• Yes, but predicting “tough times ahead” is not at all the same thing as going on public record to slam this government’s budget predictions.

        He could learn a thing or three from your good self 😉

    • as far as mainstreamers go. garnaut is pretty damn good. his ETS was sound until perverted. his PRRT was world leading and initial MRRT based on this. i will give this guy a nanosecond or two of my time for sure …………

      • Could this possibly have something to do with his not being an ivory tower academic? Years of experience in the business world, dealing with the day to day nitty gritty of gold mining, would tend to keep you in touch with reality.

        • i think no question. but just a sharp mind in general. some glaring hypocrisy though ie, the lihir waste issue v his ETS and climate change etc.

  2. Where did the “deep shit” quote come from?

    This was interesting:

    China had exceeded its ambitious emissions targets, cutting coal-fired generation by more than 7 per cent in the past year. A rapid expansion in hydroelectricity, and wind, biomass, solar and nuclear power, had pushed down coal’s share of energy production from 85 to 73 per cent.

    This, combined with the natural gas boom in the US — which has freed up US thermal coal for export — isn’t good news for thermal coal prices.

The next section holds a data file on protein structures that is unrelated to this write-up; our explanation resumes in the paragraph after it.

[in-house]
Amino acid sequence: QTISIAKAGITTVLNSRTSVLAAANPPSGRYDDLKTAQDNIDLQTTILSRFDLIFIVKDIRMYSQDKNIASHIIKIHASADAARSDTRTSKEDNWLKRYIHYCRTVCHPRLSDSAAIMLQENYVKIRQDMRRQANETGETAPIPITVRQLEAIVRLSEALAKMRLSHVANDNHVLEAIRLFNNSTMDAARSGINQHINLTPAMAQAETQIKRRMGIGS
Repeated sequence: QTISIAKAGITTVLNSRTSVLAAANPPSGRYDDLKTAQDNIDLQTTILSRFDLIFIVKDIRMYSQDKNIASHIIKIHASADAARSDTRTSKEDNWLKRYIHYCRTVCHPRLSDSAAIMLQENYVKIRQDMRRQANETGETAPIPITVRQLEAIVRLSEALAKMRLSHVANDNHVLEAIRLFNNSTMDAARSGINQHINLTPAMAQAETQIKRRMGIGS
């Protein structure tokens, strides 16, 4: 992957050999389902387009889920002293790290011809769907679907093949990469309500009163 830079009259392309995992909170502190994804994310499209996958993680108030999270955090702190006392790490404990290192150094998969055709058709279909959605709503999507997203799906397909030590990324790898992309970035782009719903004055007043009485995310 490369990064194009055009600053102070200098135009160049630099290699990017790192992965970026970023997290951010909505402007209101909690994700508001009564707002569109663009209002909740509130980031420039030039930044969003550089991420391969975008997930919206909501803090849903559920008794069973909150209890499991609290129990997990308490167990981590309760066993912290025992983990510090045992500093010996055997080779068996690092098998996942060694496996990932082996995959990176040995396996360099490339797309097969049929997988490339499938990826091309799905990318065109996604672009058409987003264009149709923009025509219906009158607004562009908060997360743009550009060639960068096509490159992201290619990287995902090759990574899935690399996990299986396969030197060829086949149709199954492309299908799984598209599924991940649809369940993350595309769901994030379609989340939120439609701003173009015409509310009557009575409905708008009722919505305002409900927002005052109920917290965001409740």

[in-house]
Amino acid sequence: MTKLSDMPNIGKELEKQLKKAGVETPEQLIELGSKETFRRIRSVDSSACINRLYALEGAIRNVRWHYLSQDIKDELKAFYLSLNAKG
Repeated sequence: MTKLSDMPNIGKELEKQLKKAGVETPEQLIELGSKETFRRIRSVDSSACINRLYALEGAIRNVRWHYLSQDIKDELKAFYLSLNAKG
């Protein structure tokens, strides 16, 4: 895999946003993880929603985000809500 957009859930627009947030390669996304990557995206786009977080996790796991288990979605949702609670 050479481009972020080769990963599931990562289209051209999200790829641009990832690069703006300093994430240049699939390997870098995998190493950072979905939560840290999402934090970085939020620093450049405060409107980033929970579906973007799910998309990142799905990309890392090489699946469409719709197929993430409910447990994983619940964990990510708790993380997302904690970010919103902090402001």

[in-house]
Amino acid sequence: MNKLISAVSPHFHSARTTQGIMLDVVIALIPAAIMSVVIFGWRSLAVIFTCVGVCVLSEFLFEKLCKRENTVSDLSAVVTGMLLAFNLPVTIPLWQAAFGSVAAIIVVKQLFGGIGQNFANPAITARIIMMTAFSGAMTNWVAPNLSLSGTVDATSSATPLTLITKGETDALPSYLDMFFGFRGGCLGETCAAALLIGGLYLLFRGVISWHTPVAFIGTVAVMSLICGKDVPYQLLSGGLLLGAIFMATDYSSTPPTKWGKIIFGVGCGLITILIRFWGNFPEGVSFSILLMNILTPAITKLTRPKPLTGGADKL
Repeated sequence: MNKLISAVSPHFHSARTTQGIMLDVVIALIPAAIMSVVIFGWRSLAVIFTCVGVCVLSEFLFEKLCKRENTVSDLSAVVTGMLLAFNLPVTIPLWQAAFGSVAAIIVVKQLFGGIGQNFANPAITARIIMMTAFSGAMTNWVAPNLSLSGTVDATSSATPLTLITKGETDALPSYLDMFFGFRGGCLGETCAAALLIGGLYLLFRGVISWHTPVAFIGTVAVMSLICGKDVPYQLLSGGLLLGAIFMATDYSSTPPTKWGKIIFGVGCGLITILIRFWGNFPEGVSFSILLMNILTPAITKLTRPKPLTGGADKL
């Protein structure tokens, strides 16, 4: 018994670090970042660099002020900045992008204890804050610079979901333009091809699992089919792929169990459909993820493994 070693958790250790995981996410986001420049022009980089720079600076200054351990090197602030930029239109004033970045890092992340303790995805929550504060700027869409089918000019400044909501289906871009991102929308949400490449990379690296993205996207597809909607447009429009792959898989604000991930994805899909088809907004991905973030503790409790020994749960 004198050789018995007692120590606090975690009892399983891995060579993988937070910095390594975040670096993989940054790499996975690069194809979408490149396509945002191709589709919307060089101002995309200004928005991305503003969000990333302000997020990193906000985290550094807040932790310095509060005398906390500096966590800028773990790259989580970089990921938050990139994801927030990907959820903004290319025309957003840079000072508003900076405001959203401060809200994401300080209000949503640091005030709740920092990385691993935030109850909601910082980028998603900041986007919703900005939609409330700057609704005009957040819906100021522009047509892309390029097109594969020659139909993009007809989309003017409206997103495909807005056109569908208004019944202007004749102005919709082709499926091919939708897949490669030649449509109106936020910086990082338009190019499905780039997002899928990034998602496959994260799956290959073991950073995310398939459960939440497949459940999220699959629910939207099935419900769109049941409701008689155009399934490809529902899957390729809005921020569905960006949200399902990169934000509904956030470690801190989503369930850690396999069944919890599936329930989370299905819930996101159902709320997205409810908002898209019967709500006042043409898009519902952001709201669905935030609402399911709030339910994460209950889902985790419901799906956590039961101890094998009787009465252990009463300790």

Poor Nathan.

    • It’s all over the press.

      The important lesson from thermal coal is that easy assumptions of endless demand are full of it.

      Iron ore and coking coal are also headed into the brown stuff.

      • Not only dumb, but disgraceful. These are exactly the type of businesses we should be nurturing and promoting – as opposed to witnessing our money pi***d up against the wall in ridiculous whims of incompetence.

        There are all kinds of waste. Wasted OPPORTUNITY is right up there with the biggest waste.

        Makes me despair.

        • From the story in the SMH:

          One of its Blue-gen fuel cell retails for about $30,000 in Australia but as little as €10,000 in Europe, Mr Dow said. The company sold 40 of its units locally last year but the number may fall to as few as 10 this year.

          So why is something made in Australia much more expensive to buy here than in Europe?

          Generous feed-in tariffs mean an operator of the unit can generate about €2600 a year in Germany, more than twice the $1500 average return an Australian operator can expect, he said

          Er, those would be the kind of feed-in tariffs championed by the Greens, and detested by the right.

          • I posted about this article in the morning links.

            These are the real GREEN JOBS we are pissing away because of .. to quote the CEO..

            Without bipartisan support for a sweeping overhaul of the industry, it was unlikely the federal government’s energy white paper, to be released next week, would make much difference, he said.
            “In a market that’s got powerful incumbents, a highly politicised area, it doesn’t make it easy,” Mr Dow said.
            “We’re focusing on those markets that give us the absolute (no) certainty.

            I note that the CEO did not complain about FWA/IR or “productivity”.

      • I bought into thier ipo 7 years ago and i am still waiting. its a good product, just needs support.